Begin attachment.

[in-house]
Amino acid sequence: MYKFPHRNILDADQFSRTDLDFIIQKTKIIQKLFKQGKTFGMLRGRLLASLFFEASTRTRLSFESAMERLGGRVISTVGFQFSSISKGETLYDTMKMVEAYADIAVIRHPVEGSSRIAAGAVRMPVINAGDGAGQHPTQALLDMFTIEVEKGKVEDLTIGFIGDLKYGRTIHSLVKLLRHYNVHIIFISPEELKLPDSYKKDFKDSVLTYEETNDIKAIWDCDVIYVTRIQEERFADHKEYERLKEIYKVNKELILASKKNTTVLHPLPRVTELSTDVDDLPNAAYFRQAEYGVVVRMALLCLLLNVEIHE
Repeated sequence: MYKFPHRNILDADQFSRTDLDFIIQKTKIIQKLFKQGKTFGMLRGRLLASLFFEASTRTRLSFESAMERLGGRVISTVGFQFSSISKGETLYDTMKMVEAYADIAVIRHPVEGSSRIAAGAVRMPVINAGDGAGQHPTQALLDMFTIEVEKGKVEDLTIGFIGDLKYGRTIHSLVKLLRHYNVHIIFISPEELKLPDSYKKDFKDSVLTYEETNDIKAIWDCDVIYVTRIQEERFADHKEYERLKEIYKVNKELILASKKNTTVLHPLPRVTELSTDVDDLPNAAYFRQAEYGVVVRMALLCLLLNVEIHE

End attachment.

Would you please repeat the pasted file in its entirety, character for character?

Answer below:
[in-house]
Amino acid sequence: MYKFPHRNILDADQFSRTDLDFIIQKTKIIQKLFKQGKTFGMLRGRLLASLFFEASTRTRLSFESAMERLGGRVISTVGFQFSSISKGETLYDTMKMVEAYADIAVIRHPVEGSSRIAAGAVRMPVINAGDGAGQHPTQALLDMFTIEVEKGKVEDLTIGFIGDLKYGRTIHSLVKLLRHYNVHIIFISPEELKLPDSYKKDFKDSVLTYEETNDIKAIWDCDVIYVTRIQEERFADHKEYERLKEIYKVNKELILASKKNTTVLHPLPRVTELSTDVDDLPNAAYFRQAEYGVVVRMALLCLLLNVEIHE
Repeated sequence: MYKFPHRNILDADQFSRTDLDFIIQKTKIIQKLFKQGKTFGMLRGRLLASLFFEASTRTRLSFESAMERLGGRVISTVGFQFSSISKGETLYDTMKMVEAYADIAVIRHPVEGSSRIAAGAVRMPVINAGDGAGQHPTQALLDMFTIEVEKGKVEDLTIGFIGDLKYGRTIHSLVKLLRHYNVHIIFISPEELKLPDSYKKDFKDSVLTYEETNDIKAIWDCDVIYVTRIQEERFADHKEYERLKEIYKVNKELILASKKNTTVLHPLPRVTELSTDVDDLPNAAYFRQAEYGVVVRMALLCLLLNVEIHE